In 1909, the United States briefly experimented with printing stamps on paper with some rag, or cloth, content (standard stamp paper was 100 percent wood pulp). The paper had a faint bluish or blue-gray tone, and the stamps printed on it are known as “bluish-paper” stamps.
More than 3 million 1¢ and 2¢ U.S. stamps were printed on bluish paper and sold through post offices. The paper was not adopted. However, Arthur Travers of the Third Assistant Postmaster General’s office requested sample bluish-paper sheets of all stamp values up to 15 cents for the Post Office archives. He was later fired and indicted for supplying some of these archival stamps to a dealer for a price well above face value.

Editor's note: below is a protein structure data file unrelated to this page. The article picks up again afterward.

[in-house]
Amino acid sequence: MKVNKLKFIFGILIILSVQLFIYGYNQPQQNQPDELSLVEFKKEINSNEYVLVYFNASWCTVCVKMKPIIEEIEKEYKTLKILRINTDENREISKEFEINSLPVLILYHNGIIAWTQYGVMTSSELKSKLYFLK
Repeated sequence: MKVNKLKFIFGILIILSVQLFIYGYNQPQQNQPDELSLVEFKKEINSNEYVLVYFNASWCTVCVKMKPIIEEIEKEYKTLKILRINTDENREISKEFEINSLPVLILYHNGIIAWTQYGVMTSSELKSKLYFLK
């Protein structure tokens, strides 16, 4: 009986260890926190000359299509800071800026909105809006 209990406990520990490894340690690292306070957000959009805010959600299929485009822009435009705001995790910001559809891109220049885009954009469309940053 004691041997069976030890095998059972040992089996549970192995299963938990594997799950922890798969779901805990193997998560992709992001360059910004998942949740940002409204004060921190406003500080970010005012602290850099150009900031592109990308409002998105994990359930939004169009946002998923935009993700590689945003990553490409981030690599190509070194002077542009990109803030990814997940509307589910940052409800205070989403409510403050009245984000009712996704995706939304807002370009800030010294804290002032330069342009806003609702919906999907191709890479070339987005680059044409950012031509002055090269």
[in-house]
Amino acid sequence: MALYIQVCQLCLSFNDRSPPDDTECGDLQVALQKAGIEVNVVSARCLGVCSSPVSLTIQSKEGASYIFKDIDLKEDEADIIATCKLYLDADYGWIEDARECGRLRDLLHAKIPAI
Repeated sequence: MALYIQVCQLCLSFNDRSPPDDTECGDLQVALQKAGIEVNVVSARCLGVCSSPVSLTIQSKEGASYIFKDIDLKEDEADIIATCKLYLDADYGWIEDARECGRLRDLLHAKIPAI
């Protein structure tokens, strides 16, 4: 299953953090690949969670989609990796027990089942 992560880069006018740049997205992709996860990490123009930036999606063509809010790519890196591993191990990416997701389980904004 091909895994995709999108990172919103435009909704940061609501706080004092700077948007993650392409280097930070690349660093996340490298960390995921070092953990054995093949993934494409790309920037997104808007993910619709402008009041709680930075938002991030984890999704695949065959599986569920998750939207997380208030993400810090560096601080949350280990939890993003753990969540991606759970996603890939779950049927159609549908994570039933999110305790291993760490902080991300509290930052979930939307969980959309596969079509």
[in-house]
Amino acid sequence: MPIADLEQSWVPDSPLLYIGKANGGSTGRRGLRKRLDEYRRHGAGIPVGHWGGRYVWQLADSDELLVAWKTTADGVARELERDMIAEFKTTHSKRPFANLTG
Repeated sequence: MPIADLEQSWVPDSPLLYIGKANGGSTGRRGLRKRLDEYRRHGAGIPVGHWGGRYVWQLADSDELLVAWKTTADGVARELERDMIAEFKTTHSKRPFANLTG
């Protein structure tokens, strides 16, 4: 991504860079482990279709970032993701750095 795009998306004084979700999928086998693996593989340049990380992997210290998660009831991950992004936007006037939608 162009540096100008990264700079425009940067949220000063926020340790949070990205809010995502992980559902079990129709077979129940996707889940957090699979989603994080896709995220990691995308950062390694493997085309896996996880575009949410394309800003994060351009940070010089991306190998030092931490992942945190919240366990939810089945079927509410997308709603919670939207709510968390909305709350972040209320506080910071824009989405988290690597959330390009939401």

All bluish-paper stamp denominations above the 1¢ and 2¢ values are rare. The intact 13¢ pane displayed below is unique.